We know the guns are mostly carried by desperate and vulnerable youth who, most of the time, have nothing else to lose. They are in Somalia, South Sudan, Darfur, CAR, DRC, Nigeria, Mali etc… They are in many other countries, they are trained and graduated  but without job… some of them are choosing  to leave the continent at any cost… In 2017 alone, more than 1,500 young Africans have perished in the Mediterranean Sea and many other died of thirst in the Sahara Desert, while trying to reach Europe.

Efforts made by the chairperson of the Commission on this issue must be matched by member states’ political will to guarantee democracy and rule of law and if most of the political regimes in our continent continue failing on democracy and rule of law, the road to peace and security, prerequisite for our development agenda will be long, very long…

A contribution to the ways forward: We need to imagine courageous tools and make bold steps to change the paradigms… the Master Roadmap of Practical Steps to Silence the Guns in Africa by 2020 has very useful ideas… but how do we ”force” the power holders to make these happen? We all know the main root causes of our conflicts… So the 1st step for silencing the guns  is an environment of democracy, respect of the human rights and the rules of law and a decent and inclusive management of national wealth aiming at reducing inequality…  But again how do we monitor this and ensure it is happening?   I am imagining, an  independent High Level Task Force on democracy, rule of law, human rights and good governance to be appointed by the Assembly of the Union  in order to systematically track the implementation by member states, of democracy, rule of law and human rights and equality/inclusivity standards contained in our various instruments, especially their relation with fragility and conflicts in different countries in the continent. The Task Force shall be able to make public without any condition, its Report of the state of democracy rule of law and human rights in Africa… so it will become clear to all of us which regimes are undermining our common aspirations.  The said Task Force shall obviously work with and build on the existing mechanisms (APRM, AGA, APSA, Panel of the Wise…) What I wish to see here is a Task Force that is directly accountable to African people without the obstruction of the leadership… This may bring a heavier pressure them… Please share your views and comments on this…

We must stop praising the evil doing among ourselves,  but rather start exposing and sanctioning them in line with our shared values. A lot must be done at country  then regional levels… (see recent example from ECOWAS in The Gambia), then the AU Commission and other organs shall support… We all have a role to play in this… our people must stand up, like recently in Burkina Faso, and say a big NO to bad and irresponsible leadership, make sure that their votes are counted and their money are properly used, not stollen. The elite class has a big responsibility in sensitizing and mobilizing other  for the good cause…

4/ Budget and Funding of the Union

According to the current projections, in 2018, the African Union will need about 800 Million USD for its operations ($154M), programmes ($296M) and peace support ($350M). The approved 2017 budget amounts 782 Million USD.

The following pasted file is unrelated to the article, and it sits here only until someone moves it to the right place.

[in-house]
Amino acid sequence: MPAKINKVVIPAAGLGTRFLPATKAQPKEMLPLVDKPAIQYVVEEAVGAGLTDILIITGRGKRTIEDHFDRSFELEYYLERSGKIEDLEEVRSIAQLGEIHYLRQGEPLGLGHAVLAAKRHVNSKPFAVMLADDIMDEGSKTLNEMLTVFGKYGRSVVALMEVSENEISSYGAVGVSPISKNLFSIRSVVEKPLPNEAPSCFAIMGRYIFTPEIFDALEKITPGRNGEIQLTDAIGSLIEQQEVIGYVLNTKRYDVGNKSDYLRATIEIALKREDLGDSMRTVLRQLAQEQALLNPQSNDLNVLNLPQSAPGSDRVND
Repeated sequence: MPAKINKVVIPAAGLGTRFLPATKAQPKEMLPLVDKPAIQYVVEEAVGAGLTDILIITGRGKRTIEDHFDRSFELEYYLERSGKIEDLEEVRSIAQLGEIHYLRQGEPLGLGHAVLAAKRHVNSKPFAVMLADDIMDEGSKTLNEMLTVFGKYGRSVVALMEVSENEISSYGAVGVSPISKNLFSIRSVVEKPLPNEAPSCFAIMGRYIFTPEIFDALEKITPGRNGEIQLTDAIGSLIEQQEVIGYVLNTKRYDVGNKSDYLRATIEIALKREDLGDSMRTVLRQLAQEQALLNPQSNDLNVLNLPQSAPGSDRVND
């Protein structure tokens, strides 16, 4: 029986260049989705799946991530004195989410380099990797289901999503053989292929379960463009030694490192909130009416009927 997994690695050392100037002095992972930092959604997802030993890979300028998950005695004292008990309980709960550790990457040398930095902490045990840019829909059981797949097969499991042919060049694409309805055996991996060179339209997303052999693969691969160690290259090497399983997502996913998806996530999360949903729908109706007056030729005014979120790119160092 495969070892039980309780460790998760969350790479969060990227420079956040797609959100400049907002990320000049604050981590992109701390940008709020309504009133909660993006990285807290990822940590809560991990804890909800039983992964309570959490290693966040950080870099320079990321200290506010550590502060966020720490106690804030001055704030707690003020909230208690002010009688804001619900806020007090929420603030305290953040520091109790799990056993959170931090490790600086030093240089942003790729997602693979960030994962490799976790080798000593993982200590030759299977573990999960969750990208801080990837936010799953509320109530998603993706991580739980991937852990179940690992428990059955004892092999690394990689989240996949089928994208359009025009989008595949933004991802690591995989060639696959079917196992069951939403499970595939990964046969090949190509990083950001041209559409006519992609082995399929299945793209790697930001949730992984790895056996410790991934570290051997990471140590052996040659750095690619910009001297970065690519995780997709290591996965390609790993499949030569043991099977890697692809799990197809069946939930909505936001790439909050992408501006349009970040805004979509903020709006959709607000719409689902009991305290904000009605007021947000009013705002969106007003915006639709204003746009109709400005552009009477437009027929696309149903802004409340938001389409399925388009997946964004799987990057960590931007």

It is unlikely that AU Member states meet this year, their commitment made in 2015/2016 to cover 100% of AU operational budget, 75% of programme budget and 25% of peace support operation budget.

So far AU Member States have been paying less than 30% of the overall budget of the Union. More than 70% is paid by external partners.

Uncertainty on the source of funding of the Union: Donald Kaberuka, the High Representative for the AU Peace Fund is expected to provide an updated report on the implementation of the new funding strategy adopted by the Union in July 2016 in Kigali, by which 0.2 % levy on eligible imports should be collected from each member state to fund the AU. According to on-going technical discussions in closed doors, a number of AU member states are dragging their feet on coming up with domestic legislation to implement the Kigali Decision, evoking different excuses including those relating to the WTO rules… I have 2 questions on this: 1- Where were our member states’ technical experts on international trade at the time this  decision was discussed?… 2 – Is it not the mechanism ECOWAS has been using for years? What is different here? Please share your views/comments below…

It is however encouraging to know that some member states (Rwanda, Kenya, Ghana etc) have been moving in the right direction by taking legislative national measures to implement the 0.2% commitment.

5/ Election of 2 Commissioners

In January, the Assembly elected the Chairperson and the Deputy Chairperson and appointed 6 Commissioners elected by the Executive Council out of 8 portfolios. The remaining following 2 Commissioners will be elected during the upcoming Summit.

  • Commissioner for Human Resources, Science and Technology
  • Commissioner for Economic Affairs.

According to the gender and geographical representation policies of the AU, the 2 commissioners should be 1 male from the Eastern Region 1 female from the Central Region.

At the closure of the deadline, the AUC received the following application from the Deans of the regions:

Candidates for the post of Commissioner for Human Resources Science and Technology:

  1. Sarah Mbi Enow ANYANG AGBOR from Cameroon, Female, Central Africa Region
  2. Dr. John Patrick KABAYO from Uganda, Male, East Africa Region

Candidates for the post of Commissioner for Economic Affairs

  1. Hon. Yacin Elmi BOUH from Djibouti, Male East Africa region